The sad thing is that now, as an adult, I understand how important exercise is to staying healthy. I mean really important. Last month a report in The Lancet suggested a lack of exercise causes as many deaths as smoking. And in this country the people most likely to die from inactivity and obesity are the poorest. Now I’m really happy that the UK has done so incredibly well in this Olympics. Honestly I am. I’ve never enjoyed watching any sporting event before (and yes that is because the legacy I got from school PE was to hate sport) but, like many nay-sayers, I’ve been sucked in by London 2012. From Danny Boyle’s left-field, self-effacing opening ceremony; to how gratifyingly wrongly the Daily Mail read the public’s mood with its nasty little ‘plastic Brits’ campaign; to, of course, the magnificent achievements and the gracious humility of our competitors. It’s been a joy to watch. But, let’s be honest, the nation’s future sporting success is not the most important issue here – not for schools anyway. Their job is to make sure that everyone picks up the habits they need to lead a healthy life. And to make sure that no-one, no matter how unlikely they are to ever win a race with more than one competitor, is put off exercise for life by the miserable imprint of how enforced school ‘games’ made them feel.
Are schools really incapable of making physical activity appealing to those children who will never be man of the match? We all know how to play. Games – real games – are about the experience of playing – nothing more. We all have that capacity in us, although for some it’s been dormant for a very long time. As a teenager who loathed PE and everything that (I thought) it stood for, I still remember having a whale of a time doing physical warm-ups at a Saturday drama club. Dashing around playing ‘stuck in the mud’ and such-like was sometimes, although I wouldn’t have admitted it, more fun than the acting bit. The difference was the atmosphere. The ethos of community drama groups is one of participation and trust – absolutely the opposite of competitiveness. That’s what I’d like to see more of in PE lessons in schools. Of course there should be opportunities for the super-sporty to compete against other schools but the nurturing of the strong shouldn’t be at the expense of the weak. If the culture of PE departments is all about finding super-stars of the school hockey team or the next Jessica Ennis – then we’ll create a two-tier system where all of the teachers’ expertise is focussed on the kids who are probably going to stay fit their whole lives no matter what because they love it, while the children whose parents have never kicked a ball around with them, the ones who don’t have any adult in their lives setting an example of the benefits of an active, healthy lifestyle, feel alienated and ignored.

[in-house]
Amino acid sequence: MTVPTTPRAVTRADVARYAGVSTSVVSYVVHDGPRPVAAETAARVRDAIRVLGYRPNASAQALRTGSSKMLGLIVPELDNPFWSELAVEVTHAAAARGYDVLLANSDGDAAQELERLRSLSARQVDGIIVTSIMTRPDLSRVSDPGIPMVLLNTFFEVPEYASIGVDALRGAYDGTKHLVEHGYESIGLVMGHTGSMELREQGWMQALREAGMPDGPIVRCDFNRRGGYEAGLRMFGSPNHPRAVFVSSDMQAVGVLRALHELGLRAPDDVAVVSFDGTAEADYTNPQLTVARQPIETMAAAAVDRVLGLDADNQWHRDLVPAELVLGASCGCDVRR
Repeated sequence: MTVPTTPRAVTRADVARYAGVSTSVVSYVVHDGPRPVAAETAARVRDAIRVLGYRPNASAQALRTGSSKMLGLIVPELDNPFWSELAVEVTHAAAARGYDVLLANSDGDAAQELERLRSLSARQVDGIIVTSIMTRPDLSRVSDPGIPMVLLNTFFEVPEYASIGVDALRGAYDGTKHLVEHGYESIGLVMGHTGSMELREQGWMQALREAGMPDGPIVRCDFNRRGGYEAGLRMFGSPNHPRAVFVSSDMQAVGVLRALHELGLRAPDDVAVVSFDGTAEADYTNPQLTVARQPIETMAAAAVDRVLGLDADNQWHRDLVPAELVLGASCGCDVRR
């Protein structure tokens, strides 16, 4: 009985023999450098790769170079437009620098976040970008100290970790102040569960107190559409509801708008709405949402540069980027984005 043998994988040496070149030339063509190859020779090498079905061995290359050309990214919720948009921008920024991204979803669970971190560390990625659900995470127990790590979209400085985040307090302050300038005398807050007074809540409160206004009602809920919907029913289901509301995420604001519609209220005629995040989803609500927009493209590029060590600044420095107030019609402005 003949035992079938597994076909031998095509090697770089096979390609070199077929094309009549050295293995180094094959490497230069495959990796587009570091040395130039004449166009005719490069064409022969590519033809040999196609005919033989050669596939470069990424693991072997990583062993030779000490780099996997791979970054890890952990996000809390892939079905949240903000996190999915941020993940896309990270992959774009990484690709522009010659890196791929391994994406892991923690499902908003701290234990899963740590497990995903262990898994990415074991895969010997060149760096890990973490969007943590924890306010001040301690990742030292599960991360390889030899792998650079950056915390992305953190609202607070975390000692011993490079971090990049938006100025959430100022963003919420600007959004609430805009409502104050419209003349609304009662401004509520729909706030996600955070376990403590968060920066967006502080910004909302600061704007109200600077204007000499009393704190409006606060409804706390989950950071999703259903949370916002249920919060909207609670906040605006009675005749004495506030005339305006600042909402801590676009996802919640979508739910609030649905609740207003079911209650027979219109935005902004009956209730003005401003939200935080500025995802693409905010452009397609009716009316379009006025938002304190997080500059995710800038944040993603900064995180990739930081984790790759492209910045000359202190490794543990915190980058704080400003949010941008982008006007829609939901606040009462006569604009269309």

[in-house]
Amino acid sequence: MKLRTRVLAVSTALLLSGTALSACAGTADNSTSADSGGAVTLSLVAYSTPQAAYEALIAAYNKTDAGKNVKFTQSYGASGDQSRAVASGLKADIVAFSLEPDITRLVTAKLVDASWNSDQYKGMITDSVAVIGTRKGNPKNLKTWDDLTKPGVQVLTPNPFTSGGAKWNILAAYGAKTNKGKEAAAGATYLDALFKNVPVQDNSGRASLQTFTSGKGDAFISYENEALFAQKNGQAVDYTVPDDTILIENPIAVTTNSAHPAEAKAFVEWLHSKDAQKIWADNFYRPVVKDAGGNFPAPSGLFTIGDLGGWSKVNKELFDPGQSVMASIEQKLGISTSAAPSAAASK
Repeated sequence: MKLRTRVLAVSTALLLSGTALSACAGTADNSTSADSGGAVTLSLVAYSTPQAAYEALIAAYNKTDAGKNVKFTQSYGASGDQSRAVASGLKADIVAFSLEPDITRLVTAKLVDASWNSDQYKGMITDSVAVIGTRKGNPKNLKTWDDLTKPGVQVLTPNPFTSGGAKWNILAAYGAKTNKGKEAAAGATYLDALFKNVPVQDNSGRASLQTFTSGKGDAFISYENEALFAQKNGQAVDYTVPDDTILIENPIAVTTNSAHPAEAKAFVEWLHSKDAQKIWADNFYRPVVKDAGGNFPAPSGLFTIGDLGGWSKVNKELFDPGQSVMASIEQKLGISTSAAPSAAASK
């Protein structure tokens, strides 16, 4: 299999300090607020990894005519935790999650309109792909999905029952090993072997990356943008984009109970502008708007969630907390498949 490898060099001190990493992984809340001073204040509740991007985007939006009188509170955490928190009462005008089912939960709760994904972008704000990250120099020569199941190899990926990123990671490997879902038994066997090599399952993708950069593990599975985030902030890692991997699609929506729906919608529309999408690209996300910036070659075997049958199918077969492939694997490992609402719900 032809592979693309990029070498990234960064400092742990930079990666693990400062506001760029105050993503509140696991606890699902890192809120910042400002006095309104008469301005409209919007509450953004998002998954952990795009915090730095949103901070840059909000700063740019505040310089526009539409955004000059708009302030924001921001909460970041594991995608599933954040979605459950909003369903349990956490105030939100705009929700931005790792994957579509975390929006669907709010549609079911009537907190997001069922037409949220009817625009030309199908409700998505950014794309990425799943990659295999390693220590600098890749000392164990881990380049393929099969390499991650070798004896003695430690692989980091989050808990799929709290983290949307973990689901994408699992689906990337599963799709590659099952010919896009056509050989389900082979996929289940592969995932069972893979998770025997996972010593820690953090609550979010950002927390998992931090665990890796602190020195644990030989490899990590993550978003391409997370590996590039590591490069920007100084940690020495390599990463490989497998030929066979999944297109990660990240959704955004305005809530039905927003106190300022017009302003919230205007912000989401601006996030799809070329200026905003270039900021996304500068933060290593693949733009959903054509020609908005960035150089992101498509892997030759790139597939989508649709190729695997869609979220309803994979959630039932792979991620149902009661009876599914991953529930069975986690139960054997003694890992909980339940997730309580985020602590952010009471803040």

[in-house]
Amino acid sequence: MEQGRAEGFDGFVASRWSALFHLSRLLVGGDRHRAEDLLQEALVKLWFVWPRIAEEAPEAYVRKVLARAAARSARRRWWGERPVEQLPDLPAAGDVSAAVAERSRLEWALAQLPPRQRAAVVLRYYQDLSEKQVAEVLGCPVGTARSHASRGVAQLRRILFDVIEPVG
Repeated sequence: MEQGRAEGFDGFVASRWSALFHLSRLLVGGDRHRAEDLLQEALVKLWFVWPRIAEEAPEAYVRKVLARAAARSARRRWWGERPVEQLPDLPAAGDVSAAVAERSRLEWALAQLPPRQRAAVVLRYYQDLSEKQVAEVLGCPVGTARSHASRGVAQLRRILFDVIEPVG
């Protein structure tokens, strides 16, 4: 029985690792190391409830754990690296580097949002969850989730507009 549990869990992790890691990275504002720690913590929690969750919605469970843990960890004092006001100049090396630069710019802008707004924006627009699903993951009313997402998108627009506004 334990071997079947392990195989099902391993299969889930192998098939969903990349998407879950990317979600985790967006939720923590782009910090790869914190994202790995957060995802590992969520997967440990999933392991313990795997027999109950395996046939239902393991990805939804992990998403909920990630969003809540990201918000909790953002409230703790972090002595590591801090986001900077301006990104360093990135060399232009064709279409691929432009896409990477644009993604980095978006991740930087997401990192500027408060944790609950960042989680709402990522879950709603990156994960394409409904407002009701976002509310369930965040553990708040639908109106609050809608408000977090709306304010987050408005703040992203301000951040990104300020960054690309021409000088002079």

It’s a disgrace when talent is wasted. Just as the brightest children need to be challenged to excel, so too do the most gifted athletes. Different children are motivated in different ways. For some competition with peers is a useful spur. But, if you listened to the stories of high-fliers in all walks of life, I think you’d most often find that their greatest competitors are themselves. Yes the athletes want a gold medal; the novelists want to win the Booker Prize; the research scientists want to be the first to make the great discoveries; but you don’t reach the point where you’re anywhere close to achieving such things if you’re too busy watching what other people are up to. The real motivator is the knowledge of what you know you’re capable of. And that sort of confidence comes from, amongst other things, top-class teaching – not an education culture that just leaves the wolf-pack to spur you on. If David Cameron was really serious about helping the next generation of athletes – he’d listen to what the current generation has to say. Is their success down to having had the good old-fashioned opportunity to kick other people down on the way up, or would they rather call for more resources, more specialist coaches oh and maybe for successive governments to stop selling off school playing fields?